A supplement said to help prevent certain types of cancer
Calcium D-glucarate is a calcium salt made of calcium and glucaric acid, a chemical compound found naturally in the body and in foods like oranges, grapefruit, apples, and broccoli. Calcium D-glucarate is used for preventing certain types of cancer. It is thought to decrease the body's levels of the hormone estrogen, strengthening your defense against hormone-dependent cancers, such as breast and prostate cancers.
In addition, calcium D-glucarate is said to aid in detoxification by eliminating cancer-causing agents, toxins, and steroid hormones from the body.
Preliminary research suggests calcium D-glucarate may help prevent certain cancers. The purported benefits of this supplement come from the D-glucarate component, not the calcium.
However, most of the findings on its health effects come from laboratory research and animal-based studies. Results would need to be replicated in humans to be considered applicable.
Here's a look at where research on this supplement stands.
Prostate, Breast, and Colon Cancers
In a 2002 report published in Alternative Medicine Review investigators analyzed the available research on calcium-D-glucarate and found that it may inhibit beta-glucuronidase—an enzyme associated with increased risk for various hormone-dependent cancers, such as breast, prostate, and colon cancers— when it occurs at elevated levels.
A 2007 study published in Oncology Letters determined that calcium D-glucarate may help fight lung cancer.
In tests on mice, researchers found that calcium D-glucarate helped inhibit the growth of cancerous tumors in the lungs by curbing inflammation and inducing apoptosis (a type of programmed cell death essential for stopping the proliferation of cancer cells).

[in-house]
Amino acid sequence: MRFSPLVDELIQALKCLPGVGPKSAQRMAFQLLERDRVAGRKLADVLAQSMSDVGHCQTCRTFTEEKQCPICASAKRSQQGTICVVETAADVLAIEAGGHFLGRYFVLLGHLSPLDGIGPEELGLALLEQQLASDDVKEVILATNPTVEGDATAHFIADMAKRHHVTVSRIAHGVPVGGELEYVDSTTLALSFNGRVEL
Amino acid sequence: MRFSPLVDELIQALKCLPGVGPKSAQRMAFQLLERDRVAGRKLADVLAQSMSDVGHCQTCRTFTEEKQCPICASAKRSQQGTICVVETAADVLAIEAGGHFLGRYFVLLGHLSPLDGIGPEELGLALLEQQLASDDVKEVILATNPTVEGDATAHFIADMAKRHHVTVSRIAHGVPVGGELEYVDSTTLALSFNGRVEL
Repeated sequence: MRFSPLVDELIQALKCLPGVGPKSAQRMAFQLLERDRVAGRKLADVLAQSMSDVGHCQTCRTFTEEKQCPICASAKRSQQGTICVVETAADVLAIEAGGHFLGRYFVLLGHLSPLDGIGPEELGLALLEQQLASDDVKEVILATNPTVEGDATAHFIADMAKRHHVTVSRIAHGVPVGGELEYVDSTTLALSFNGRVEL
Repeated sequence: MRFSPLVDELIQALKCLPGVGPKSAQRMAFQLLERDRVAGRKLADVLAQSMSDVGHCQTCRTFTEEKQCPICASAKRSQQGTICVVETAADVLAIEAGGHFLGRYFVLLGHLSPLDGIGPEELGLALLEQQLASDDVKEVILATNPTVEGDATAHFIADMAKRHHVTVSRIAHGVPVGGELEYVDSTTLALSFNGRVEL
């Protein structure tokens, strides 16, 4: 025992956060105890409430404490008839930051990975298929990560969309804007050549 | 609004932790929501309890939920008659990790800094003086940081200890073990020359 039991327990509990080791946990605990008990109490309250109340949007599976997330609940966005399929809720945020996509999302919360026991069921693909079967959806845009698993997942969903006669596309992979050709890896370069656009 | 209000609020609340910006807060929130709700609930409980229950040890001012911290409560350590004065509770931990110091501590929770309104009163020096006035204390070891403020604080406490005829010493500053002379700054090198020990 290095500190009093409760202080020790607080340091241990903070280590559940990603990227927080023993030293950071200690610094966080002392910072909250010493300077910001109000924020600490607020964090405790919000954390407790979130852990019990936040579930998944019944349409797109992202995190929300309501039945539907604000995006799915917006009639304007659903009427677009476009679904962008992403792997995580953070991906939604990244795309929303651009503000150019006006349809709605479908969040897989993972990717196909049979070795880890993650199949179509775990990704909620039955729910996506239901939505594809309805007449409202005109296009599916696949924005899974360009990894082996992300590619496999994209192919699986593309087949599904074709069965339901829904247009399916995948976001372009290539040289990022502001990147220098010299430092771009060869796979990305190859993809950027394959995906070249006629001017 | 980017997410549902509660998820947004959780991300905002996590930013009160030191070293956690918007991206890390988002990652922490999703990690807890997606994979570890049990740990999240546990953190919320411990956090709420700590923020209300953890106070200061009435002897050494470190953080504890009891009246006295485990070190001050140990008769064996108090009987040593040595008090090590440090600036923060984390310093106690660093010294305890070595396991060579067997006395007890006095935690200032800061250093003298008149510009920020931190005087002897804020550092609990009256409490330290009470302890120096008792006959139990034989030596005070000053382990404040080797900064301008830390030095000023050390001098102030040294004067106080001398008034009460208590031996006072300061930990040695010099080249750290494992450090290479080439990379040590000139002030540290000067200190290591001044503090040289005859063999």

There's also some evidence that calcium D-glucarate may protect against skin cancer. For example, a 2007 study published in the Journal of Environmental Pathology, Toxicology, and Oncology found that treating mice with calcium D-glucarate helped suppress the development of skin cancer by inducing apoptosis.
Although calcium D-glucarate shows promise as an anti-cancer agent, there is currently a lack of clinical trials testing the use of it in the treatment of any health condition.
Possible Side Effects
There isn't a lot of research into the side effects of calcium D-glucarate, but it is believed to be safe and well-tolerated in humans.
However, due to the lack of research, it should not be taken by women who are pregnant or lactating.
There's some concern that taking calcium D-glucarate in combination with certain medications that are subject to glucuronidation may reduce the medications' effectiveness. Some of these medications include Lipitor (atorvastatin), Ativan (lorazepam), and Tylenol (acetaminophen).
Calcium D-glucarate may also temporarily reduce the levels of other steroid hormones in the body, such as testosterone.